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Change is here: No protests

By: - Reporter / @jovicyeeINQ
/ 03:16 AM July 24, 2016

EXPECT Commonwealth Avenue to look less like a battlefield tomorrow.

With the Left not planning to storm the House of Representatives, authorities are not setting up barricades of freight containers and barbed wire on Commonwealth Avenue, for many years the site of clashes between left-leaning activists and riot police as the President addresses a joint session of Congress.

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President Duterte will address Congress for the first time tomorrow afternoon, but as he is a friend of the Left, protesters will not try to march to the doorstep of the House to disrupt his State of the Nation Address or burn his effigy on the road, as they did under his predecessors.

A welcome change: the protest stretch has been extended by 600 meters, so the protesters can march up to St. Peter’s Church, where they can hold their program.

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Senior Supt. Guillermo Eleazar, chief of the Quezon City Police District, told reporters yesterday that by not hauling containers from the port area in Manila, the Philippine National Police expects to save around P300,000, which can be used for other programs such as the campaign against illegal drugs.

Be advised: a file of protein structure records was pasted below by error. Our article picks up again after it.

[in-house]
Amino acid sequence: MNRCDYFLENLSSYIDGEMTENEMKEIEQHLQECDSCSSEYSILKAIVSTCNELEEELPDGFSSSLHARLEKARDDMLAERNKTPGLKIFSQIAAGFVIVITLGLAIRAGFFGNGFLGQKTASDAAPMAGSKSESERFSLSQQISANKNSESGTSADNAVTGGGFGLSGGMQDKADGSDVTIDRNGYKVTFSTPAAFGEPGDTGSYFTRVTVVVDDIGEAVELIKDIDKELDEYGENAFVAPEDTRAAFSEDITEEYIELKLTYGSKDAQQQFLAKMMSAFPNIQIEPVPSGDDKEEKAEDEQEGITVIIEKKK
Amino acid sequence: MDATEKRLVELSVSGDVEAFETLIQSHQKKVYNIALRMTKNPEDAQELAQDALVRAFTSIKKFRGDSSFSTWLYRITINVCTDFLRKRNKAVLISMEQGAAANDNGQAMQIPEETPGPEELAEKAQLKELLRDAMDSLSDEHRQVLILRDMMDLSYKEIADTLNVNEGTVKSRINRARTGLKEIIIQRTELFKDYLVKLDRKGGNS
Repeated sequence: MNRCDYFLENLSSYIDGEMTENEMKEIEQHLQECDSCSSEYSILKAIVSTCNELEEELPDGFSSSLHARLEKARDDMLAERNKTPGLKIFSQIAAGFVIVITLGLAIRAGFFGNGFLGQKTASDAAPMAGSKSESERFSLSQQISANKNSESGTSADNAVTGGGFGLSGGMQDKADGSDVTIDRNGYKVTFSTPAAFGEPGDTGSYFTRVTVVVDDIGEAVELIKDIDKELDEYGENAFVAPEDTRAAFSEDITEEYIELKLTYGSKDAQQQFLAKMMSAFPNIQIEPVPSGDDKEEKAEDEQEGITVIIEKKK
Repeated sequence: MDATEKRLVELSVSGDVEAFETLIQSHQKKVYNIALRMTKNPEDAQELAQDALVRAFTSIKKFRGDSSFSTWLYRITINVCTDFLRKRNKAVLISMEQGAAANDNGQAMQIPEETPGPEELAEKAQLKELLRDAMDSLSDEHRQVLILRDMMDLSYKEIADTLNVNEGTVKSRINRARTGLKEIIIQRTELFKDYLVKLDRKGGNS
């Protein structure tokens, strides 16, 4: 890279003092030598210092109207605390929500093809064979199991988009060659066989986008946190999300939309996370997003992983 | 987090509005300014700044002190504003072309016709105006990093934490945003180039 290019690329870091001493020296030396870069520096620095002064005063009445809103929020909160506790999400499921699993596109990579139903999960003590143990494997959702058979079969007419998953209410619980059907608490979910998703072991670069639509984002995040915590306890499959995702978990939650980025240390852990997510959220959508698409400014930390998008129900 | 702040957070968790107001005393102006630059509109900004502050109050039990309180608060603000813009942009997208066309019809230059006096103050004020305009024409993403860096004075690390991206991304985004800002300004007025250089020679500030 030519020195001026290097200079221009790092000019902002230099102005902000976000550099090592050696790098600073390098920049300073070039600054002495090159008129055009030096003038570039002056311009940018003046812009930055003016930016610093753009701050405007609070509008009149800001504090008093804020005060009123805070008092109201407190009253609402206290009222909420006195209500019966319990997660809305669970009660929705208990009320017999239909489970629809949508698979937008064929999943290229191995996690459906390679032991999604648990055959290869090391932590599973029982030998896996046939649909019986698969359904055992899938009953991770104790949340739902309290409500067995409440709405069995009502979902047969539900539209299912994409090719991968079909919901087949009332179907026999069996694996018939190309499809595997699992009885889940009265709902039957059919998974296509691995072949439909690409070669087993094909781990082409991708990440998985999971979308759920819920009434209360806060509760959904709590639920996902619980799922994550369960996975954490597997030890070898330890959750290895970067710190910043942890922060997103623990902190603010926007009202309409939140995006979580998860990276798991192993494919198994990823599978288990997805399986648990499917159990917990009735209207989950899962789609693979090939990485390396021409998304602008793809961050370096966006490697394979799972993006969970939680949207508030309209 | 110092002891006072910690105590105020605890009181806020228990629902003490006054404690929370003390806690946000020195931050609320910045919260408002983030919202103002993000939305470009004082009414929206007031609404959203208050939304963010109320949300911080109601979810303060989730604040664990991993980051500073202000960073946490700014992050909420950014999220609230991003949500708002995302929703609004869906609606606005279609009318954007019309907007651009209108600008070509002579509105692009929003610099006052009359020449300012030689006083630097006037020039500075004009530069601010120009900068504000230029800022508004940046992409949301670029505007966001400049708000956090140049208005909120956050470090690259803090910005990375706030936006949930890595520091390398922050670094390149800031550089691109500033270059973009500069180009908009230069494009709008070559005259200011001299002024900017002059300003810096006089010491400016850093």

The barbed-wire barricades come at no cost, as these belong to the area police station, Eleazar said.

Security forces

But there will be security forces there, and no fewer than in previous years, he said.

Fire trucks will be there again, although their water cannon are not expected to be used this time.

Eleazar gave assurance that the security forces would not starve on duty this year, as food would be served on time.

He said the concessions the authorities were giving to the protesters this year were their way of saying they were one with the people in celebrating the Duterte administration’s promise of change.

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But they expect the protesters to return the “goodwill” by helping them “ensure a peaceful demonstration,” he said.

No problem, according to the Left.

Renato Reyes, secretary general of Bagong Alyansang Makabayan, told the Inquirer in an interview yesterday the protesters welcomed the changes.

He said tomorrow’s movement would be a show of support to the “people’s agenda for change and the upcoming peace talks.”

“We are quite happy with this development under the Duterte administration, which has said  it does not want a repeat of the overkill in security preparations  by the two previous administrations,” Reyes said, referring to the administrations of Presidents Gloria Macapagal-Arroyo and Benigno Aquino III.

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TAGS: Commonwealth Avenue, Duterte Sona, Protests
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